The Arctic Wolf Animal Facts
The Arctic wolf (Canis lupus arctos) is a sub-species of the grey wolf and has a number of similarities with other types of wolves. These include living and hunting in packs, has a social hierarchy and holds territory. They differ from the other types of wolves in their habitat, appearance and the types of prey they hunt. With their beautiful soft white fur, they are a distinctive and majestic creature of the cold northern lands.
The Arctic wolf lives mainly in the Arctic, the lands located 67 degrees north latitude. Except for a short time during the summer, this region is mainly covered in snow and ice most of the year. Because of this, the Arctic wolf has adapted to this region extremely well. Their white coats allow them to blend into the snowy backgrounds – allowing them a natural camouflage.
In comparison with their grey wolf cousins, the Arctic wolf has smaller and rounder ears, a thick coat, a shorter muzzle and shorter legs to help reduce heat loss. In addition to this, they have well padded paws and fur between the pads to protect them from the cold conditions since this region’s temperatures can drop to minus 70 degree Fahrenheit.
The average height of an Arctic wolf is 25 to 31 inches, three to five feet in length and a weight of up to 175lb. Females are typically lighter than males.
Diet and Foraging:
The Arctic wolf has a much larger natural habitat to hunt in comparison with their grey wolf cousins, up to 1000 square feet. In the Arctic, these animals will mainly hunt musk oxen and arctic hare, but will also hunt Peary caribou, ptarmigan, lemmings, seals, and nesting birds.
Musk oxen and caribou are hunted in packs, due to these creatures being too large for a single Arctic wolf to bring down alone. Like in Africa with the lion and deer, the Arctic wolf will run from side to side as their prey circles around their young to protect them. The wolves’ will circle round to make the caribou move and once they do, they will pick off the youngest and weakest.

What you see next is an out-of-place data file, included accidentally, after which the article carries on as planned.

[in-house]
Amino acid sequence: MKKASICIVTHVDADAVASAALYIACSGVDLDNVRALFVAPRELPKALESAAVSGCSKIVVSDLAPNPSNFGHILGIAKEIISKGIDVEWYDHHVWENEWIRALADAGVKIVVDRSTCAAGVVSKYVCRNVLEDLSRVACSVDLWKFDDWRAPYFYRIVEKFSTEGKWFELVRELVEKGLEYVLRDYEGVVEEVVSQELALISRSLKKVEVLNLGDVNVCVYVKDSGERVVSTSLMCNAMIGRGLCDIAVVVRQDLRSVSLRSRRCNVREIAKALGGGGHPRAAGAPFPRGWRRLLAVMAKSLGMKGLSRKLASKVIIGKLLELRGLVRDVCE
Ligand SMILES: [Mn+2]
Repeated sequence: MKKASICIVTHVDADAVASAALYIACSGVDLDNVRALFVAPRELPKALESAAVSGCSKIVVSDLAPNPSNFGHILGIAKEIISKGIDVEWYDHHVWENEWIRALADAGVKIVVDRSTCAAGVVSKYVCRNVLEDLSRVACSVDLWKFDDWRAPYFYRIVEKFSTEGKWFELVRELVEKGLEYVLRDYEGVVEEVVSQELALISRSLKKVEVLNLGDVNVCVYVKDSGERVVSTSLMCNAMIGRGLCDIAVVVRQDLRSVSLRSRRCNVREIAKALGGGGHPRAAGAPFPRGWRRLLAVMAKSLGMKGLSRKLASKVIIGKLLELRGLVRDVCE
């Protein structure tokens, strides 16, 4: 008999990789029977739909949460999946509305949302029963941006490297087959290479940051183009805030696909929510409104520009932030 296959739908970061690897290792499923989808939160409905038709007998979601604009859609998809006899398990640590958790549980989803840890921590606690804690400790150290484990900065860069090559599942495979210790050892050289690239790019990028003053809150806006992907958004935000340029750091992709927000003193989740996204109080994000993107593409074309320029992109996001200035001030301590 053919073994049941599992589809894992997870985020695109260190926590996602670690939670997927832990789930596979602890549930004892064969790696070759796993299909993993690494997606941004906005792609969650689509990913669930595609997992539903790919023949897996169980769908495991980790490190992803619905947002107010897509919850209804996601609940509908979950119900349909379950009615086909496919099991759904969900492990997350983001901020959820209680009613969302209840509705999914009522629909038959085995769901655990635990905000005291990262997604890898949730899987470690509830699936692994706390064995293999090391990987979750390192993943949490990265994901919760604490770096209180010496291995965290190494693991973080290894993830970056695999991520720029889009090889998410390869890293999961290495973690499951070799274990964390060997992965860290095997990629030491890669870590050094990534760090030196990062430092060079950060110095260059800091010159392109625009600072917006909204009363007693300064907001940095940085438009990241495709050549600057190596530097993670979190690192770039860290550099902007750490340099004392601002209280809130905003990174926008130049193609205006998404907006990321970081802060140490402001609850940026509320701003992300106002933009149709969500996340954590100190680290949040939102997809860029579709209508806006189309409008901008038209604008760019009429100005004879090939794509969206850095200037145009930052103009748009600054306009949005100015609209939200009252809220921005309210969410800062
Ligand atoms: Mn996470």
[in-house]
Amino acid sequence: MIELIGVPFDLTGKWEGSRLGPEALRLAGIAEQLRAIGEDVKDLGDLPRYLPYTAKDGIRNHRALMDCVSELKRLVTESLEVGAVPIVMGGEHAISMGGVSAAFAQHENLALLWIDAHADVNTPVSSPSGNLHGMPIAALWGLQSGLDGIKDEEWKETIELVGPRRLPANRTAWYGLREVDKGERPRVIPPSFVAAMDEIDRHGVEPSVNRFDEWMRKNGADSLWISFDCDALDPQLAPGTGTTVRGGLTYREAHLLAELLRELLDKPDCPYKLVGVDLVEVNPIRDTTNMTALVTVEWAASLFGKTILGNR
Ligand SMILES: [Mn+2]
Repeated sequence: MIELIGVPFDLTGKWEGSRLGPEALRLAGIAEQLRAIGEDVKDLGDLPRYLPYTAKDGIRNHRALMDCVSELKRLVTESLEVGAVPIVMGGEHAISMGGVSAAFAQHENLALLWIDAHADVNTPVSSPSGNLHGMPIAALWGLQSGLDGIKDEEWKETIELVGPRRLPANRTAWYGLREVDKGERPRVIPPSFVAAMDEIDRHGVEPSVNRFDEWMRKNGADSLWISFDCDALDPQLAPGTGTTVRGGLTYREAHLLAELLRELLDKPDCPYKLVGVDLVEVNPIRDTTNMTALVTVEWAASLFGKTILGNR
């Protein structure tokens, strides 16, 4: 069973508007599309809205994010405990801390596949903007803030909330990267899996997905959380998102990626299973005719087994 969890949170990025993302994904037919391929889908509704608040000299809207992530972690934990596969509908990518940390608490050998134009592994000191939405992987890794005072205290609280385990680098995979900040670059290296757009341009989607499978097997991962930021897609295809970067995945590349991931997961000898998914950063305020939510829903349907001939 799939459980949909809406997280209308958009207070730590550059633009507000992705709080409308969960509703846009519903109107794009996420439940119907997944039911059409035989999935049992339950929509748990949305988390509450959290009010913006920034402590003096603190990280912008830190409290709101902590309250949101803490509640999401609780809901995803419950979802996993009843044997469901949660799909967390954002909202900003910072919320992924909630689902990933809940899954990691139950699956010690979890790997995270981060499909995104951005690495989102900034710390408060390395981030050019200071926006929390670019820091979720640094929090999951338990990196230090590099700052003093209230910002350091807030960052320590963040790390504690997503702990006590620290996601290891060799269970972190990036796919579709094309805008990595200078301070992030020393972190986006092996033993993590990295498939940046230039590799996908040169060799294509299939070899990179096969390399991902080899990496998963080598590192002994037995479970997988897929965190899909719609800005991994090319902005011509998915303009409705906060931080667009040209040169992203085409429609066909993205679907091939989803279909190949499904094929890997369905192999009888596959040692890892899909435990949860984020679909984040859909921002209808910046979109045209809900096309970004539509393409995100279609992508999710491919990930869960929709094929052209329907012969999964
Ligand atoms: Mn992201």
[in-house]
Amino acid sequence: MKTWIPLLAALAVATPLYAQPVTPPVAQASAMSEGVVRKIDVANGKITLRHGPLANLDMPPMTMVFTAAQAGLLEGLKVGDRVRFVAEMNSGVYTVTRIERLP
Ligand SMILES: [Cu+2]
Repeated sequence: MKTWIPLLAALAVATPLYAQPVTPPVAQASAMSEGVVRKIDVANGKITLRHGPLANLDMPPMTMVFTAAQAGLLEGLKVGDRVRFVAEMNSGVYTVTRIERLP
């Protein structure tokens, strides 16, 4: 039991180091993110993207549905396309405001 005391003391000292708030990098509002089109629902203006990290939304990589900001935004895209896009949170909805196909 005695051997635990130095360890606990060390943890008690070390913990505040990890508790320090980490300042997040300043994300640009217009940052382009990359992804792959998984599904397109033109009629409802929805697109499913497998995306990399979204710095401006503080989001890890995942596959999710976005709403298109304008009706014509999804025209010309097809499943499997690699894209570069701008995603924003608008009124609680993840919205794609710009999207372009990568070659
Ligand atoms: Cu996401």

The Arctic wolf is a pack animal. A pack will usually be made up of seven to ten wolves in a strict social hierarchy. Packs have an Alpha male and female, their pups and their unmated offspring. Extremely family orientated, wolves will look up to their Alpha male and female. All wolves will look and care for the pups. Lone wolves are typically unmated young males who go off to search for new and unclaimed territory in order to start his own pack.
Since humans are very rarely seen in the wolves’ natural habitat, it does not fear or run away from them. Friendly and fearless, the Arctic wolf is a graceful yet powerful animal.
The gestation period of an Arctic wolf is 63 days. Due to the permafrost, Arctic wolves find it extremely difficult to dig dens for their young. Instead, Arctic wolves will often have their pups in cave outcroppings or caves where their young will be safe from predators and the cold.
Female wolves will typically have a litter consisting of two or three pups in late May or early June. Their cousins in the south would usually give birth a month earlier and a litter typically produces an average of five or six pups. The reason for a smaller litter may be due to the scarcity of food. After about a year, these pups will break off from their mother and become independent.
Thankfully, the Arctic wolf is not in danger from human poaching. However, rapid climate change has resulted in a decline in numbers of their traditional food supplies. In addition to this, industrial works (such as pipe-lying) has encroached in on their territory.